Smart Quill Editorial About the Editor

Interview with Storythings: Artisanal Toast and Other Stories

Posted on May 31st, 2015

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I have long been a fan of Storythings – they are a UK studio that create and develop different ways to tell stories. I’ve seen them work with publishers and film producers, digital start-ups, you name it. And their weekly newsletter is a joy to behold in my inbox every week. So I asked them…

1. What is the coolest story you have worked on?

Our projects are like our children in that it’s impossible to pick a favourite. At Storythings we’ve been lucky to work on an really diverse range of projects with incredible talent involved. If we had put a wish list together 3 years ago of who we’d love to work with we would definitely have have had the likes of Steven Johnson, Gruff Rhys, Jon Ronson – so getting to work with them was a pleasure. At the moment we’re having a lot of fun with How We Get To Next because not only is discovering the people and ideas that are shaping the future a brilliant to be involved in, but we’re also shattering the idea that all innovation comes from white men in San Fransisco in the process.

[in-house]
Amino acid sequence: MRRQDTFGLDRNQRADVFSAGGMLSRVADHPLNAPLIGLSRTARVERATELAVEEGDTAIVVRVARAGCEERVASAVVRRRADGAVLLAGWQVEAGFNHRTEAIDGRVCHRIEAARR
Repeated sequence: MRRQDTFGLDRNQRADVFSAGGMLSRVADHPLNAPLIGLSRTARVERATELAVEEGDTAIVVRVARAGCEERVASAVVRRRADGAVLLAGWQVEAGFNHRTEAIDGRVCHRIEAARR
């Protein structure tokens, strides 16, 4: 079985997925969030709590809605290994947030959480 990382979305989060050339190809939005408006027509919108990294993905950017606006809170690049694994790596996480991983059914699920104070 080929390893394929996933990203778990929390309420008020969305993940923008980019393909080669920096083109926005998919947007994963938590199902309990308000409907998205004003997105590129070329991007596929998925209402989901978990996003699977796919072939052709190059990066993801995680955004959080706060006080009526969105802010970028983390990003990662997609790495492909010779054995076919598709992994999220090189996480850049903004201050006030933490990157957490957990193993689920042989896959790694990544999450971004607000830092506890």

2. What are the most interesting online pieces you have discovered?

There are fascinating stories every week in our Storythings newsletter but one that stands out is the brilliant story of Artisanal Toast. I don’t want to give any spoilers here but I think I really liked it because when you click a link about a trend for toast cafes in San Fransisco you do so slightly sneering. By the time you finish the story you are anything but. Such a great story. And this week I came across the most amazing podcast about a girl staring through a neighbours window which almost had both myself and my girlfriend in tears. A brilliant story told really well. Oh yes, and the one about how Bing Crosby and The Nazis helped create Silicone Valley. We all all knew that happened, right? Too many good stories, every single week.

3. What is your definition of story?

A narrative that stirs emotion? I think it was Hemmingway who said the best story he ever wrote contained just 6 words “For sale. Babies shoes. Never worn”.